As I wait for the gas man to come and fix my boiler, I am listening to Yvette Cooper, MP on why George Galloway won the Bradford West by-election. She, like many other political participants, has dubbed what she believes to be a on-off success the George Galloway bandwagon. I, however, am not so sure.
Before going any further I must stress that I am not a particular fan of George Galloway, nor do I agree with all of his politics. Nonetheless he is an interesting character and a gifted communicator who is able to capture the issue of the moment. He is responsible for providing one of the finest political moments of recent time: giving evidence on Capitol Hill to the United States Senate.
Single-issue politics increasingly manages to grab the attention of our younger generations. The tsunami-like popularity of social networks has enabled these issues to become generated by people and organisations that operate without large party machinery, political persuasion and corporate donations. Twitter in particular lends itself well to single-issue politics with a demand to get your message across in just 140 characters. Those who are able to distil a campaign down to an issue that can easily be tweeted and shared benefit from a massive communications network to help transmit their message. As millions unite behind a single cause, victory come within range. As for Mr Galloway, this ability has become the hallmark of a outstanding candidate; certainly not a bandwagon.
But as social media continues to change the political landscape we also become slaves to the process. This is a not a brief romance but a relationship which demands constant attention. Messages must be refined, changed and expanded to add further depth to a cause. Social media lends immediacy to feedback and satisfaction and increases accountability. Woe betide politicians who do not follow through on promises. Those who neglect the process and send out poorly conceived messages instantly fall prey to the twitterati: a sometimes ruthless bunch with an unlimited bank of scathing #hashtags.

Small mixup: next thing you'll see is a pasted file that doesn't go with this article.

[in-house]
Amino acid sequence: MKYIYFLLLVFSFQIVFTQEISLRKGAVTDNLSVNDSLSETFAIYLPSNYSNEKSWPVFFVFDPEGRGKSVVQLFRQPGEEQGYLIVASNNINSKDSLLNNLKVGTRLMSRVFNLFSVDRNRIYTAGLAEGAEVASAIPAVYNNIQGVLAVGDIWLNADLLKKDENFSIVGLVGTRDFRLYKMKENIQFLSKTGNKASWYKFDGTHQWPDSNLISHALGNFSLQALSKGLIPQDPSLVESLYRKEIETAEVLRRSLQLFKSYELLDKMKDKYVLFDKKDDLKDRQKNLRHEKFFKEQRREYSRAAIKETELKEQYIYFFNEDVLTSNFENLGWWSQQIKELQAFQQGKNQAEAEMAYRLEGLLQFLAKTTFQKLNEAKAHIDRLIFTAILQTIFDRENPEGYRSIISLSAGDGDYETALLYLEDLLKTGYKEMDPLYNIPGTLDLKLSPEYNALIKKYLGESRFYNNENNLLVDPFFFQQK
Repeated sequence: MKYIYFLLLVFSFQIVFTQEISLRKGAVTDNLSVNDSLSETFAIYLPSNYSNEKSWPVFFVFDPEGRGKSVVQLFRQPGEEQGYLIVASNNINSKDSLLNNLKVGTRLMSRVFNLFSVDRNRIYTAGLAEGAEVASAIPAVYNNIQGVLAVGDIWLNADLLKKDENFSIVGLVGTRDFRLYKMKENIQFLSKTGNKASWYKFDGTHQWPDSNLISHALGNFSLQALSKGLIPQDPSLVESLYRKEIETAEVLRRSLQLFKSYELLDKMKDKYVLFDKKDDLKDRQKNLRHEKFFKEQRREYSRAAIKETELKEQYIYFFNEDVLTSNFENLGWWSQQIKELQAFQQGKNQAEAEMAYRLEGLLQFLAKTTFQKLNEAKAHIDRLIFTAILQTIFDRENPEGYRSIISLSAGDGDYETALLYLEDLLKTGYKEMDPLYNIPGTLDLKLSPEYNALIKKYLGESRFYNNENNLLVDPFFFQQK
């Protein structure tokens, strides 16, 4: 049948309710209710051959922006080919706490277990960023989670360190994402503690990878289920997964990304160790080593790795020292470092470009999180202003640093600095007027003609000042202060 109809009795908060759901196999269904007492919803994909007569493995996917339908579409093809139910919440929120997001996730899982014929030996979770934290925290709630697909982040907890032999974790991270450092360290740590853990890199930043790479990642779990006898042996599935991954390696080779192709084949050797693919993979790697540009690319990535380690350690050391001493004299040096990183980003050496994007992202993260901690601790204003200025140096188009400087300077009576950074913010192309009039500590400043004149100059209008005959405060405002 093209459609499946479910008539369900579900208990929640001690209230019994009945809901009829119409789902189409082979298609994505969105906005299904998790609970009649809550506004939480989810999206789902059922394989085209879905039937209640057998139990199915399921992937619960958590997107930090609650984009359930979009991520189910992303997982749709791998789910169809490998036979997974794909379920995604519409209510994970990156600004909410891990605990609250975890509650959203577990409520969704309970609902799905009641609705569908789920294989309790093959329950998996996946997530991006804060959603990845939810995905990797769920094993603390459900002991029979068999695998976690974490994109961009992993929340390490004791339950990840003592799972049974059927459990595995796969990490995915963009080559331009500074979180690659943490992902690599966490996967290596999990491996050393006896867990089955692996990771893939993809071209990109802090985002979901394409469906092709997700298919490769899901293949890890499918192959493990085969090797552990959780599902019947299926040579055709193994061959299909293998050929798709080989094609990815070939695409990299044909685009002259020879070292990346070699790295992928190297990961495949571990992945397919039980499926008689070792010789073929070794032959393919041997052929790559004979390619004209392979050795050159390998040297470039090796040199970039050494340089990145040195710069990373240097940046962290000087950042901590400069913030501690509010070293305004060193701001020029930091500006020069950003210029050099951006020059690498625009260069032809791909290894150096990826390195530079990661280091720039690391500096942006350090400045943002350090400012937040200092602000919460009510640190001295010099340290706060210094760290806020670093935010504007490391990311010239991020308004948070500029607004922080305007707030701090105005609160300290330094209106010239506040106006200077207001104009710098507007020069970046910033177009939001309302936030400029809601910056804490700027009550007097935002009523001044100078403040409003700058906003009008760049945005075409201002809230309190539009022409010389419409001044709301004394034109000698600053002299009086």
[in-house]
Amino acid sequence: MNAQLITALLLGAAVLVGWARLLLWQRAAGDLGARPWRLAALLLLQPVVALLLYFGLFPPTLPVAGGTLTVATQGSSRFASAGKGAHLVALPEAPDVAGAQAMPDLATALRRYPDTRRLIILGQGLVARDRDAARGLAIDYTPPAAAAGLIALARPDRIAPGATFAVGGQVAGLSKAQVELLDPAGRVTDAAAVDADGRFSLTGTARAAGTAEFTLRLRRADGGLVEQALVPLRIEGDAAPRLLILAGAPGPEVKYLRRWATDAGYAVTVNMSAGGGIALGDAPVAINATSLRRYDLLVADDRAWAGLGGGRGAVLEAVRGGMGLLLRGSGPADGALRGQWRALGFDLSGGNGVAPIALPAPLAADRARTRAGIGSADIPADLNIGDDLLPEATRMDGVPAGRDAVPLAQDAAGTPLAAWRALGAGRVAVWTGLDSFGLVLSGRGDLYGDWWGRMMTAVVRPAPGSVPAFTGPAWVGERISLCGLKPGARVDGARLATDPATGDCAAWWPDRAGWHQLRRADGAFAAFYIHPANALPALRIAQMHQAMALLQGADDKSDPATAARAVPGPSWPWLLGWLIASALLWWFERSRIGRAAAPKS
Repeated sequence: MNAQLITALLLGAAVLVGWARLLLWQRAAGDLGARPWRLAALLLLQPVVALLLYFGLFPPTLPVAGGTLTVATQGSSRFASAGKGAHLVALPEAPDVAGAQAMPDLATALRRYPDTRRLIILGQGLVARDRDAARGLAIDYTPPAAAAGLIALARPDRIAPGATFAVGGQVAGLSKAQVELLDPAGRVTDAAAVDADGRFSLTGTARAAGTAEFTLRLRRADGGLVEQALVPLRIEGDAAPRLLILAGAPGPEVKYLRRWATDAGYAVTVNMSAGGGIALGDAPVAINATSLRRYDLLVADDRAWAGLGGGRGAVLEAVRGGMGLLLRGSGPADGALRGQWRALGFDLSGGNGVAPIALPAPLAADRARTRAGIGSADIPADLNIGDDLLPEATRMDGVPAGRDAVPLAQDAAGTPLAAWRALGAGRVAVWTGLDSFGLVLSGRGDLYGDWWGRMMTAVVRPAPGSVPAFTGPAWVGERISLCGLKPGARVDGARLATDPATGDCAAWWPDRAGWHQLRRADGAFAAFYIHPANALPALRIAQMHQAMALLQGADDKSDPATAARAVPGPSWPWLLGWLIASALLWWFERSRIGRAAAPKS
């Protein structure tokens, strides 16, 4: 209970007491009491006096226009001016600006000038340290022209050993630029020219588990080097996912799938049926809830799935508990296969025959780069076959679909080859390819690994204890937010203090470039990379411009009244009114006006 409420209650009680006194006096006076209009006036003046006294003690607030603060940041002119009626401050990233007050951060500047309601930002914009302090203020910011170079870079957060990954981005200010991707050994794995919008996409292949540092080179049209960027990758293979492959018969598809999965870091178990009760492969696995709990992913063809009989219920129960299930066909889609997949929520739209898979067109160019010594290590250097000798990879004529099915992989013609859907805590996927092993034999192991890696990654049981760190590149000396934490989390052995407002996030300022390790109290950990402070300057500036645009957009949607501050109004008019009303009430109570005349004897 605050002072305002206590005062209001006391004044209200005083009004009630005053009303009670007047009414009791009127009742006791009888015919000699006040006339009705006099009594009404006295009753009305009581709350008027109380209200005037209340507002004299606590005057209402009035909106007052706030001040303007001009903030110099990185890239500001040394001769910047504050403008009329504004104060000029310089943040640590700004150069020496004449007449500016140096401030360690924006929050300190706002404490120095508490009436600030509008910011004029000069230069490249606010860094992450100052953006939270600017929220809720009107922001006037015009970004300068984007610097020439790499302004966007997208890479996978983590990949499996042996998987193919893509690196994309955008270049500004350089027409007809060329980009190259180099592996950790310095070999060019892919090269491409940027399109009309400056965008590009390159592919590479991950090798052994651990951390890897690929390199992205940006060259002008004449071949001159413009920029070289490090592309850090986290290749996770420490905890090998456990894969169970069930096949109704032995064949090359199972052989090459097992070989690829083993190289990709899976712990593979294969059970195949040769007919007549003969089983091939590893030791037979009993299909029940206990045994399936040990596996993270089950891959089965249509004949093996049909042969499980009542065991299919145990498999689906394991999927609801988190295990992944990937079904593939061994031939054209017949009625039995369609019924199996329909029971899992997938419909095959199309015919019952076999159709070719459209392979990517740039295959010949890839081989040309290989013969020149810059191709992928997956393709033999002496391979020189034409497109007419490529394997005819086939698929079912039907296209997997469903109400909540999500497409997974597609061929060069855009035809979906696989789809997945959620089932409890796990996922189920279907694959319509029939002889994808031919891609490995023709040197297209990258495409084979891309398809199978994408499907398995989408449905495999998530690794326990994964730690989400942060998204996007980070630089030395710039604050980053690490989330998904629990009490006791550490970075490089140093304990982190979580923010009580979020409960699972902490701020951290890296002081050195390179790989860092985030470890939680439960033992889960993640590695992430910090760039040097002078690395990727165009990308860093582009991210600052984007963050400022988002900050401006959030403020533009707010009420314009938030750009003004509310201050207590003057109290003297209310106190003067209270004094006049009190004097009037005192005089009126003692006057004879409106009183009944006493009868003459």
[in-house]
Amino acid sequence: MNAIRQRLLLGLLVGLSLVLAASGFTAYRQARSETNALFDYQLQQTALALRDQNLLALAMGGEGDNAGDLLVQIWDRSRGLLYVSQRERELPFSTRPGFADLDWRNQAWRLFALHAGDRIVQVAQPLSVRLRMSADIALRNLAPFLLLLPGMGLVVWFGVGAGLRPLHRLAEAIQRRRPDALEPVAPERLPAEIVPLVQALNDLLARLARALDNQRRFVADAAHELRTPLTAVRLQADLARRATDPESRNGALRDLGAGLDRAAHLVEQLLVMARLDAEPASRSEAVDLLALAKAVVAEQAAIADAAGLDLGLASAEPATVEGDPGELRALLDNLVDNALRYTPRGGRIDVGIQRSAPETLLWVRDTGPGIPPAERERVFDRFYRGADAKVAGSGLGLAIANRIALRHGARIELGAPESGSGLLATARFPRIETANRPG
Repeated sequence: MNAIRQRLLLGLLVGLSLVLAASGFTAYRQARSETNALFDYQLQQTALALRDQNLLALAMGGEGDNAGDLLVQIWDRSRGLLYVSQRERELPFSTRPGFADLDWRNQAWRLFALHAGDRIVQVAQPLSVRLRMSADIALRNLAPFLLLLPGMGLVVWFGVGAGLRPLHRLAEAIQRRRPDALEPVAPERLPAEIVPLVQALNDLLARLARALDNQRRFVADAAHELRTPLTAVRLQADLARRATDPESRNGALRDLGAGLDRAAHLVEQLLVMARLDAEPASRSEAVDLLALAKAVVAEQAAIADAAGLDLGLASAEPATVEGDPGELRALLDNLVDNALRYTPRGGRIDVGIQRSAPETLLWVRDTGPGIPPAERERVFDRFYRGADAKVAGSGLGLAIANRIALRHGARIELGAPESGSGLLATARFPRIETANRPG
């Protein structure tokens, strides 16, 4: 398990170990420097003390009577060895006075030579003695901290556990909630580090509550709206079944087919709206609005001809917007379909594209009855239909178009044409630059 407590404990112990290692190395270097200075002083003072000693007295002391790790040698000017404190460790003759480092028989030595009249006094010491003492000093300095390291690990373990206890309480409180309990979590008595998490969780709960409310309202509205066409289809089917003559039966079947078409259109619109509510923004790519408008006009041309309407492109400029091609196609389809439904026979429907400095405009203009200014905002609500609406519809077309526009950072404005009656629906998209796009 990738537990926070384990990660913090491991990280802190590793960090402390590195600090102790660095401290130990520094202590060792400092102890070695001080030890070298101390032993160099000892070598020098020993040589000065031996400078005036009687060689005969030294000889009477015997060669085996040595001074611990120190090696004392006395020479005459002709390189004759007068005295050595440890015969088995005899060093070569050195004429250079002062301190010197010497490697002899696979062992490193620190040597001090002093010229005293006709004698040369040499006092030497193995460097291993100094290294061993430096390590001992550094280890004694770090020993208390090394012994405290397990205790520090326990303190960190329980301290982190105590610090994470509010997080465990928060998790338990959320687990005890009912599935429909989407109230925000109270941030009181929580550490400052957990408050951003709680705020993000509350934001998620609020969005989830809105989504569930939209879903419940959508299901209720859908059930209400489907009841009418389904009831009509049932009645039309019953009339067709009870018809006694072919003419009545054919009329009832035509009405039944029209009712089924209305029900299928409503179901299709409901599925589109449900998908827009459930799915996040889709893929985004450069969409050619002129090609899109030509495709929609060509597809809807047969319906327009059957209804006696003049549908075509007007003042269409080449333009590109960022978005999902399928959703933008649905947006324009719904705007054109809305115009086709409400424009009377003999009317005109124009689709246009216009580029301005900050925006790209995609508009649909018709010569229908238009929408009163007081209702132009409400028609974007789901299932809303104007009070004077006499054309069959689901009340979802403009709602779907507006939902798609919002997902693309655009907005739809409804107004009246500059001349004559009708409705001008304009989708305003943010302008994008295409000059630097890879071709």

So the confident predictions of Ms Cooper that Mr Galloway's new seat will return to Labour at the next general election are dangerous. Rather, I believe future Bradford West victories will be awarded to those able to harness modern communication tactics: operators who manage to keep control of the agenda and set the trends.
Politicians can ignore the social media revolution no longer. Those who remain unable or unwilling to openly engage with their followers are driven as much by fear as a refusal to accept that things have changed. But they have. I want to see fierce debates transcend the House floor to platforms which reach far more people. And for politicians to learn how to get their ideas, opinions and policies across in just 140 characters.
And there I must leave it. The gas man has just arrived!
Follow Phil Shanks on Twitter: www.twitter.com/PhilShanksSays